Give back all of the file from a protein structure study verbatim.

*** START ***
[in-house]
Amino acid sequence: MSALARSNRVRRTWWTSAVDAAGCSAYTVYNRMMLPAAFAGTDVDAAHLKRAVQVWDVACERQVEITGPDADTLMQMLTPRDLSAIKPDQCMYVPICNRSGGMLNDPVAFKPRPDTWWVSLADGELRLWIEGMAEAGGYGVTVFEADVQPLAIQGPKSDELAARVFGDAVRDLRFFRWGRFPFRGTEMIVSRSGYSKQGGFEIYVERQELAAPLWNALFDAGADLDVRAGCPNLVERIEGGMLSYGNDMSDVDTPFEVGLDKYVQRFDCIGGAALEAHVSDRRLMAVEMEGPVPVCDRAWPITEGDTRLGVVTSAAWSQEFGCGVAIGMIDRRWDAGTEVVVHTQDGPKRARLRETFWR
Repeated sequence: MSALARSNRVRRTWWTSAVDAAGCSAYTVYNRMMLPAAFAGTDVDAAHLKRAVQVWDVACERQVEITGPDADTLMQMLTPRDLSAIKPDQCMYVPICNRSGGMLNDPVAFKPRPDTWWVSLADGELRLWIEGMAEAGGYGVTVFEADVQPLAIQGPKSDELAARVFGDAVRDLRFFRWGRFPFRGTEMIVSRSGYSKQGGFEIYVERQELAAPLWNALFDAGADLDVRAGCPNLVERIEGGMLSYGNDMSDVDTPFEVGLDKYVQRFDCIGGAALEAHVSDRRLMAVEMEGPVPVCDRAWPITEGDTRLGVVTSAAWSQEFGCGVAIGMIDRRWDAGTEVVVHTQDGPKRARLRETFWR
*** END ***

[in-house]
Amino acid sequence: MSALARSNRVRRTWWTSAVDAAGCSAYTVYNRMMLPAAFAGTDVDAAHLKRAVQVWDVACERQVEITGPDADTLMQMLTPRDLSAIKPDQCMYVPICNRSGGMLNDPVAFKPRPDTWWVSLADGELRLWIEGMAEAGGYGVTVFEADVQPLAIQGPKSDELAARVFGDAVRDLRFFRWGRFPFRGTEMIVSRSGYSKQGGFEIYVERQELAAPLWNALFDAGADLDVRAGCPNLVERIEGGMLSYGNDMSDVDTPFEVGLDKYVQRFDCIGGAALEAHVSDRRLMAVEMEGPVPVCDRAWPITEGDTRLGVVTSAAWSQEFGCGVAIGMIDRRWDAGTEVVVHTQDGPKRARLRETFWR
Repeated sequence: MSALARSNRVRRTWWTSAVDAAGCSAYTVYNRMMLPAAFAGTDVDAAHLKRAVQVWDVACERQVEITGPDADTLMQMLTPRDLSAIKPDQCMYVPICNRSGGMLNDPVAFKPRPDTWWVSLADGELRLWIEGMAEAGGYGVTVFEADVQPLAIQGPKSDELAARVFGDAVRDLRFFRWGRFPFRGTEMIVSRSGYSKQGGFEIYVERQELAAPLWNALFDAGADLDVRAGCPNLVERIEGGMLSYGNDMSDVDTPFEVGLDKYVQRFDCIGGAALEAHVSDRRLMAVEMEGPVPVCDRAWPITEGDTRLGVVTSAAWSQEFGCGVAIGMIDRRWDAGTEVVVHTQDGPKRARLRETFWR